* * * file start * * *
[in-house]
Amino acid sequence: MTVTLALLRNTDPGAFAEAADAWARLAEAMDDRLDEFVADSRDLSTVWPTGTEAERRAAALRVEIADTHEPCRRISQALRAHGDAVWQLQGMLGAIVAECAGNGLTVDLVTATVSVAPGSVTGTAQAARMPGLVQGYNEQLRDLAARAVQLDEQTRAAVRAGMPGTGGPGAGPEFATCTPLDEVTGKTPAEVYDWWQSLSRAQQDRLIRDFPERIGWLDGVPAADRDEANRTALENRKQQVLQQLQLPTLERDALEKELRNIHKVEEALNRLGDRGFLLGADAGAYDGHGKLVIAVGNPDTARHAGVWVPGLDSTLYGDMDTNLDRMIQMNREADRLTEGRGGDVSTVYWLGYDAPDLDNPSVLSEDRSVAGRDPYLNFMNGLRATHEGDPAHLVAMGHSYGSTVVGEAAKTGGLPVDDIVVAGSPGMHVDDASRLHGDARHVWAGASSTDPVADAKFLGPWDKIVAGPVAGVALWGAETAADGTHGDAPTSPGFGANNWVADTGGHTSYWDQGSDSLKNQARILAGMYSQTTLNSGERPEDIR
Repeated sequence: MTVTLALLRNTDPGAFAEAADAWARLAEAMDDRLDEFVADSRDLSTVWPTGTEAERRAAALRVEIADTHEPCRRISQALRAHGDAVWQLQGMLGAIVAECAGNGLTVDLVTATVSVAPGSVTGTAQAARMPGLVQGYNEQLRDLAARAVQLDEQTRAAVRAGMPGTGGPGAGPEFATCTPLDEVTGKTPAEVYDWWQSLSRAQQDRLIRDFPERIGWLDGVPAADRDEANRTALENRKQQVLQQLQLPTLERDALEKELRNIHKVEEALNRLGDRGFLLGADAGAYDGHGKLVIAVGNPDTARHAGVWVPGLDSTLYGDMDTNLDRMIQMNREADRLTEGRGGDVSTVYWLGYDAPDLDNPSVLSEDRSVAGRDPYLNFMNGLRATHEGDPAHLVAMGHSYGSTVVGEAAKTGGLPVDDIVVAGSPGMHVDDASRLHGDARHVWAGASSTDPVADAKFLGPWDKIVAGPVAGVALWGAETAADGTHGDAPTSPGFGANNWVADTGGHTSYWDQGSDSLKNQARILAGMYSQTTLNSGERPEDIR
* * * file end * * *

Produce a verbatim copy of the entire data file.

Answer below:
[in-house]
Amino acid sequence: MTVTLALLRNTDPGAFAEAADAWARLAEAMDDRLDEFVADSRDLSTVWPTGTEAERRAAALRVEIADTHEPCRRISQALRAHGDAVWQLQGMLGAIVAECAGNGLTVDLVTATVSVAPGSVTGTAQAARMPGLVQGYNEQLRDLAARAVQLDEQTRAAVRAGMPGTGGPGAGPEFATCTPLDEVTGKTPAEVYDWWQSLSRAQQDRLIRDFPERIGWLDGVPAADRDEANRTALENRKQQVLQQLQLPTLERDALEKELRNIHKVEEALNRLGDRGFLLGADAGAYDGHGKLVIAVGNPDTARHAGVWVPGLDSTLYGDMDTNLDRMIQMNREADRLTEGRGGDVSTVYWLGYDAPDLDNPSVLSEDRSVAGRDPYLNFMNGLRATHEGDPAHLVAMGHSYGSTVVGEAAKTGGLPVDDIVVAGSPGMHVDDASRLHGDARHVWAGASSTDPVADAKFLGPWDKIVAGPVAGVALWGAETAADGTHGDAPTSPGFGANNWVADTGGHTSYWDQGSDSLKNQARILAGMYSQTTLNSGERPEDIR
Repeated sequence: MTVTLALLRNTDPGAFAEAADAWARLAEAMDDRLDEFVADSRDLSTVWPTGTEAERRAAALRVEIADTHEPCRRISQALRAHGDAVWQLQGMLGAIVAECAGNGLTVDLVTATVSVAPGSVTGTAQAARMPGLVQGYNEQLRDLAARAVQLDEQTRAAVRAGMPGTGGPGAGPEFATCTPLDEVTGKTPAEVYDWWQSLSRAQQDRLIRDFPERIGWLDGVPAADRDEANRTALENRKQQVLQQLQLPTLERDALEKELRNIHKVEEALNRLGDRGFLLGADAGAYDGHGKLVIAVGNPDTARHAGVWVPGLDSTLYGDMDTNLDRMIQMNREADRLTEGRGGDVSTVYWLGYDAPDLDNPSVLSEDRSVAGRDPYLNFMNGLRATHEGDPAHLVAMGHSYGSTVVGEAAKTGGLPVDDIVVAGSPGMHVDDASRLHGDARHVWAGASSTDPVADAKFLGPWDKIVAGPVAGVALWGAETAADGTHGDAPTSPGFGANNWVADTGGHTSYWDQGSDSLKNQARILAGMYSQTTLNSGERPEDIR